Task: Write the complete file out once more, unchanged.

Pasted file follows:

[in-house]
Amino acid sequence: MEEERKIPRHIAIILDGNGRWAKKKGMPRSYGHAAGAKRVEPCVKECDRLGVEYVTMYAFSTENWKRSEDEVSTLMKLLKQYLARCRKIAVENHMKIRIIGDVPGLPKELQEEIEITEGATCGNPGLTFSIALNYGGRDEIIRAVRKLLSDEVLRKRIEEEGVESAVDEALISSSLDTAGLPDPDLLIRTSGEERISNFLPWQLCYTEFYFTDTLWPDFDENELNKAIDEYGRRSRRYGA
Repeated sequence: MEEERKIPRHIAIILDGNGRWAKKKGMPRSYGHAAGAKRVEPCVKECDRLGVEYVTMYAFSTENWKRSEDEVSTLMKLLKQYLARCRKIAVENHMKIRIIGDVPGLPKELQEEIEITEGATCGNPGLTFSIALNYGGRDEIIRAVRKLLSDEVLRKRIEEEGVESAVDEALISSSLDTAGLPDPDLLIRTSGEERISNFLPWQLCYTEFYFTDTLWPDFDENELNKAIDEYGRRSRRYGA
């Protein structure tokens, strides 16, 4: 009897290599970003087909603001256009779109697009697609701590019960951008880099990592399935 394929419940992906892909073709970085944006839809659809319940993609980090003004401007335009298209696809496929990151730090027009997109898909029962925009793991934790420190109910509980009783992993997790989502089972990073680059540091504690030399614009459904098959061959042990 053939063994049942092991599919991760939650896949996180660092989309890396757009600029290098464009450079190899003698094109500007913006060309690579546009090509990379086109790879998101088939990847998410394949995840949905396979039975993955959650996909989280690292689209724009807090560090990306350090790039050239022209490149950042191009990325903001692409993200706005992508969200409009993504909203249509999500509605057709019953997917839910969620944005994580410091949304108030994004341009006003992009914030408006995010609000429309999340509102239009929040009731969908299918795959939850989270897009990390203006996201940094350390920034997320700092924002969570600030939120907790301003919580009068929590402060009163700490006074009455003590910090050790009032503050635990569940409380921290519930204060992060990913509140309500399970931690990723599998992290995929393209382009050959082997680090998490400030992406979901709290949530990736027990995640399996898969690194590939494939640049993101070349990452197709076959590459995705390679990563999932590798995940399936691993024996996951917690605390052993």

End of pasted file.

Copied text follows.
[in-house]
Amino acid sequence: MEEERKIPRHIAIILDGNGRWAKKKGMPRSYGHAAGAKRVEPCVKECDRLGVEYVTMYAFSTENWKRSEDEVSTLMKLLKQYLARCRKIAVENHMKIRIIGDVPGLPKELQEEIEITEGATCGNPGLTFSIALNYGGRDEIIRAVRKLLSDEVLRKRIEEEGVESAVDEALISSSLDTAGLPDPDLLIRTSGEERISNFLPWQLCYTEFYFTDTLWPDFDENELNKAIDEYGRRSRRYGA
Repeated sequence: MEEERKIPRHIAIILDGNGRWAKKKGMPRSYGHAAGAKRVEPCVKECDRLGVEYVTMYAFSTENWKRSEDEVSTLMKLLKQYLARCRKIAVENHMKIRIIGDVPGLPKELQEEIEITEGATCGNPGLTFSIALNYGGRDEIIRAVRKLLSDEVLRKRIEEEGVESAVDEALISSSLDTAGLPDPDLLIRTSGEERISNFLPWQLCYTEFYFTDTLWPDFDENELNKAIDEYGRRSRRYGA
């Protein structure tokens, strides 16, 4: 009897290599970003087909603001256009779109697009697609701590019960951008880099990592399935 394929419940992906892909073709970085944006839809659809319940993609980090003004401007335009298209696809496929990151730090027009997109898909029962925009793991934790420190109910509980009783992993997790989502089972990073680059540091504690030399614009459904098959061959042990 053939063994049942092991599919991760939650896949996180660092989309890396757009600029290098464009450079190899003698094109500007913006060309690579546009090509990379086109790879998101088939990847998410394949995840949905396979039975993955959650996909989280690292689209724009807090560090990306350090790039050239022209490149950042191009990325903001692409993200706005992508969200409009993504909203249509999500509605057709019953997917839910969620944005994580410091949304108030994004341009006003992009914030408006995010609000429309999340509102239009929040009731969908299918795959939850989270897009990390203006996201940094350390920034997320700092924002969570600030939120907790301003919580009068929590402060009163700490006074009455003590910090050790009032503050635990569940409380921290519930204060992060990913509140309500399970931690990723599998992290995929393209382009050959082997680090998490400030992406979901709290949530990736027990995640399996898969690194590939494939640049993101070349990452197709076959590459995705390679990563999932590798995940399936691993024996996951917690605390052993």